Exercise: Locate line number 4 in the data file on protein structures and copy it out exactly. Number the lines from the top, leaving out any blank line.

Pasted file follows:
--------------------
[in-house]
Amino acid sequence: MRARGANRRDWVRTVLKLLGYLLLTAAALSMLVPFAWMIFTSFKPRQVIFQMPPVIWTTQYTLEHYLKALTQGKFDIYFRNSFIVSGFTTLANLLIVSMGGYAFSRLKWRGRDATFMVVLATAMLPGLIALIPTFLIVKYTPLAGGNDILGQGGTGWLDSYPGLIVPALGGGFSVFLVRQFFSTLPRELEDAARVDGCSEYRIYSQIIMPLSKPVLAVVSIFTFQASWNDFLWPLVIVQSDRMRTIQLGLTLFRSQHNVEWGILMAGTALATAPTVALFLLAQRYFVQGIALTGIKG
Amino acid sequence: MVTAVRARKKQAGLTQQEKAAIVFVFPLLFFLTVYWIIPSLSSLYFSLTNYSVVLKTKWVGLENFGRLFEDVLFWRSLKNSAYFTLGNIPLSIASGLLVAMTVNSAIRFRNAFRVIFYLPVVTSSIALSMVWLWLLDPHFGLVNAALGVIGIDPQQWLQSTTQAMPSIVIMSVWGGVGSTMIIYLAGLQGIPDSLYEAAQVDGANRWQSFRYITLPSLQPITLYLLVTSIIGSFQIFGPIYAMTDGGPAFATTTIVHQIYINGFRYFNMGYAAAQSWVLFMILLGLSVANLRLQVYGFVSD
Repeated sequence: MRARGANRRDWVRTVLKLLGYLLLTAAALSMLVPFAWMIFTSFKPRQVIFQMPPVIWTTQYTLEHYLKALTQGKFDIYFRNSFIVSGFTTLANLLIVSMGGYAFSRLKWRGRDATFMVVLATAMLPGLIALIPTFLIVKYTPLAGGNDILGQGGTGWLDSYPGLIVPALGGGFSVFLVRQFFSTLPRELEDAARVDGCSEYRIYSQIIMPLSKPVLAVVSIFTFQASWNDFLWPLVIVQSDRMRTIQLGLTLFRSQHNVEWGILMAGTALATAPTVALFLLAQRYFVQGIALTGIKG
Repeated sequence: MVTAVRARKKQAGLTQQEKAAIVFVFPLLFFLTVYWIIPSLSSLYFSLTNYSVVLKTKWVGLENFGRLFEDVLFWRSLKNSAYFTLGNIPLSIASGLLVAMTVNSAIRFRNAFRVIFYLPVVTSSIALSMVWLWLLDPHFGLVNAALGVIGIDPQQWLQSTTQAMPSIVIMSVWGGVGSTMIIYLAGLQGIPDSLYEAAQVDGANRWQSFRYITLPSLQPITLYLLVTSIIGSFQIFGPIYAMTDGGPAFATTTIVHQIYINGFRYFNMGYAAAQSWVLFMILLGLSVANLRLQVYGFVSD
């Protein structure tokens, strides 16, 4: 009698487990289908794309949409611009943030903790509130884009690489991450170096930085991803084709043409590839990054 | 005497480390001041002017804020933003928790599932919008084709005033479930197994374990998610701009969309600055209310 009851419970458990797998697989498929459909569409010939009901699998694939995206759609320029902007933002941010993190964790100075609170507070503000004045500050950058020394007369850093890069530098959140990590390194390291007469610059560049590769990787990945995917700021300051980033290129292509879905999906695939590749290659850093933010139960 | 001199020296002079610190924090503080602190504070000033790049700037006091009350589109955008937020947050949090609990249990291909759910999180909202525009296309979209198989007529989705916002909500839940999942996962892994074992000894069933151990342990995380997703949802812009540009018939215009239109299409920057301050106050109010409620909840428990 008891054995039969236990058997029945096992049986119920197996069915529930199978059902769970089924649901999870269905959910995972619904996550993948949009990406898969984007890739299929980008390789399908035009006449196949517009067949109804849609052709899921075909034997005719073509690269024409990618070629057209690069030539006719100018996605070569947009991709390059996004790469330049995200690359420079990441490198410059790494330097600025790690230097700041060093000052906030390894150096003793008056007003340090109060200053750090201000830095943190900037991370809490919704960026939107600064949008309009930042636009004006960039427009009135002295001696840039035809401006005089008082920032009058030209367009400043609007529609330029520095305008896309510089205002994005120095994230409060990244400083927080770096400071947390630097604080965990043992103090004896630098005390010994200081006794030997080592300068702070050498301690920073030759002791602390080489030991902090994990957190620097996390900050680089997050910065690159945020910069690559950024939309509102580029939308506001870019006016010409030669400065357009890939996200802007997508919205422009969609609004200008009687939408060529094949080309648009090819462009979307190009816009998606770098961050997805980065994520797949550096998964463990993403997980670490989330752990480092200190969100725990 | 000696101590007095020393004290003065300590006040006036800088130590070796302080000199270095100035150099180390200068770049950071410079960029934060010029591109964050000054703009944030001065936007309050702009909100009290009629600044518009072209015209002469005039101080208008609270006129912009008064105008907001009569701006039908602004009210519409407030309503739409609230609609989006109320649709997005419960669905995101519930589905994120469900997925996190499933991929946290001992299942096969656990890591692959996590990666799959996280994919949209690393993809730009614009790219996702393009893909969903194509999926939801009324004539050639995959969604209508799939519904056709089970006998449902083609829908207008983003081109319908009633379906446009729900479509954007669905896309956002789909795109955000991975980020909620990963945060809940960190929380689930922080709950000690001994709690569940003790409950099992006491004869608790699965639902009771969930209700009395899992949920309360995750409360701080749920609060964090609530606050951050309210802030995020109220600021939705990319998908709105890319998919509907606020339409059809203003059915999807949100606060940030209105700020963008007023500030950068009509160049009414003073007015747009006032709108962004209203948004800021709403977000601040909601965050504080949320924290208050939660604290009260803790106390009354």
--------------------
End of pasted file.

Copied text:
Repeated sequence: MRARGANRRDWVRTVLKLLGYLLLTAAALSMLVPFAWMIFTSFKPRQVIFQMPPVIWTTQYTLEHYLKALTQGKFDIYFRNSFIVSGFTTLANLLIVSMGGYAFSRLKWRGRDATFMVVLATAMLPGLIALIPTFLIVKYTPLAGGNDILGQGGTGWLDSYPGLIVPALGGGFSVFLVRQFFSTLPRELEDAARVDGCSEYRIYSQIIMPLSKPVLAVVSIFTFQASWNDFLWPLVIVQSDRMRTIQLGLTLFRSQHNVEWGILMAGTALATAPTVALFLLAQRYFVQGIALTGIKG